BUT, his opinions resonated with mine, so……. Mary, your thoughts have caused me to put myself in the shoes of another who might NOT share these opinions. How might a person’s aspirations to change culture by changing lives be squashed by the weight of this collection of essays? I have a tendency to proof-text. I found this book to provide proof-text style ammunition for my future arguments about “just being the church” (that’s one of my own favorite snarky remarks), so because I agree with him, I like it! What does that say about me?
Jon and Mary,
I struggled with some of the same conclusions, although I didn’t perceive him to be arrogant or snarky – just without as much support as I would have expected. I’ve found myself thinking lately about my approach to research and information. Sometimes I read something that is supported by a ton of research and reviewed highly by peers, but know that the work won’t stand up to the test of reality in a working, day-to-day environment. On the other hand, I’ve read seemingly simple works without little support, but based on grounded experience and wisdom gained in the real world. I felt that Hunter’s book stands somewhere between. The point of what he was saying could have been done in a much simpler and effective format. At the end, I came away with a simple reminder that we must have faithful presence to enact positive change for Christ. I felt as if the author was trying to convince the reader of this. He was harsh in his critique surrounding activism and those that seek greater change.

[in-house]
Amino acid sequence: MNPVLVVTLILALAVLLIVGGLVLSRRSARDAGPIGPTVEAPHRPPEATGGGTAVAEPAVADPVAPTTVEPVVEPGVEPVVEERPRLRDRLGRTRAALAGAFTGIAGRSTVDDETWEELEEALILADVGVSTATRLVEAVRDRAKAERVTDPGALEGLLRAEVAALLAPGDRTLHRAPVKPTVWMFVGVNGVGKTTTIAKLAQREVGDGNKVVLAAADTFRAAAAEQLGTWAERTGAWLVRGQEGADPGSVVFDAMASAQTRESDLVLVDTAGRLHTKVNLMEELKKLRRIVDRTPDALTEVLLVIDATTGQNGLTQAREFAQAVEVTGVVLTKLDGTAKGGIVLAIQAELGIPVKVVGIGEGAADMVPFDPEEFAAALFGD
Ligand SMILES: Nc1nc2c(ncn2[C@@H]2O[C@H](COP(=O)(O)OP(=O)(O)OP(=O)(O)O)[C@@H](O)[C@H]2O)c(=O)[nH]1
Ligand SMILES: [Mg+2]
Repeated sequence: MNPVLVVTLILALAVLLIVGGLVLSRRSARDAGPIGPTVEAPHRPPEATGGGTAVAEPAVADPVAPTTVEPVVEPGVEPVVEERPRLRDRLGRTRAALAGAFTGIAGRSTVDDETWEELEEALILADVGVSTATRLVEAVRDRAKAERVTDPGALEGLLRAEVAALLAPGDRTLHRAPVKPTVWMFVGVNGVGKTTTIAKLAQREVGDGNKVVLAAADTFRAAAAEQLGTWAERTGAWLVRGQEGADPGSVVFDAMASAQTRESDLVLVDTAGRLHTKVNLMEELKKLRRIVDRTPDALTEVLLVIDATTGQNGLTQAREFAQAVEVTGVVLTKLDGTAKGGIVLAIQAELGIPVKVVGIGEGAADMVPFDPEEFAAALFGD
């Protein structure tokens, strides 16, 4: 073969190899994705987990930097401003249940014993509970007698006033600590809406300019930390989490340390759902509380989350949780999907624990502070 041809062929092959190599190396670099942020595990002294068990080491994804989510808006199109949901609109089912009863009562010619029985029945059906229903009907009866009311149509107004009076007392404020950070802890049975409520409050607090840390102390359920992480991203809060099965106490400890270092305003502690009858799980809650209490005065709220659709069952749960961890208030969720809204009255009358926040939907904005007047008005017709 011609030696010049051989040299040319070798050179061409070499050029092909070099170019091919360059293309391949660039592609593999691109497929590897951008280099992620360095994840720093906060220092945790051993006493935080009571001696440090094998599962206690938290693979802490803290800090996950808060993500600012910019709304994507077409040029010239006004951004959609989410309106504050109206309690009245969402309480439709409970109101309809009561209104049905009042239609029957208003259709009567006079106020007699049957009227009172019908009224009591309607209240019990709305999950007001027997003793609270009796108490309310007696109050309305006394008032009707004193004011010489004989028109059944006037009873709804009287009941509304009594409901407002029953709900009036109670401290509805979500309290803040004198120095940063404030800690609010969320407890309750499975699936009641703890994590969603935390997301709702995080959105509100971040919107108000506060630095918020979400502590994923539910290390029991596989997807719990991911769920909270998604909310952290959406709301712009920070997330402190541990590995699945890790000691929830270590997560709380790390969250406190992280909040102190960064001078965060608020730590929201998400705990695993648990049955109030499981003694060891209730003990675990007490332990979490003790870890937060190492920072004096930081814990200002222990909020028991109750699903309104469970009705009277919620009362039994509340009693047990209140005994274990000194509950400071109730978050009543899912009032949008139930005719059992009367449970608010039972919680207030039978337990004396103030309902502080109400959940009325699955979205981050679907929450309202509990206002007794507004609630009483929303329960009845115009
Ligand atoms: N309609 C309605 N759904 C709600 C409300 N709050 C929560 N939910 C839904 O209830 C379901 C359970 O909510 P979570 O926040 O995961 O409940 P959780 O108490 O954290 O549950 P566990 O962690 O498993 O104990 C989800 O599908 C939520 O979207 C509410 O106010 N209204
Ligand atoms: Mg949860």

I am reminded of people, such as Archbishop Desmond Tutu, who clearly exhibits faithful presence and a humble spirit through work to change the world. Hunter left little room for the fact that sometimes God does call individuals to become activists to make great and positive change in the world. In it’s reminder on faithful presence, the book did seem to fall a little short as it neglected to acknowledge the power that comes with faithful presence. I agree with the author that the world will never be perfect, but that doesn’t mean that God doesn’t call some to make significant changes in specific areas. He uses our passions and dreams, and gives us vision.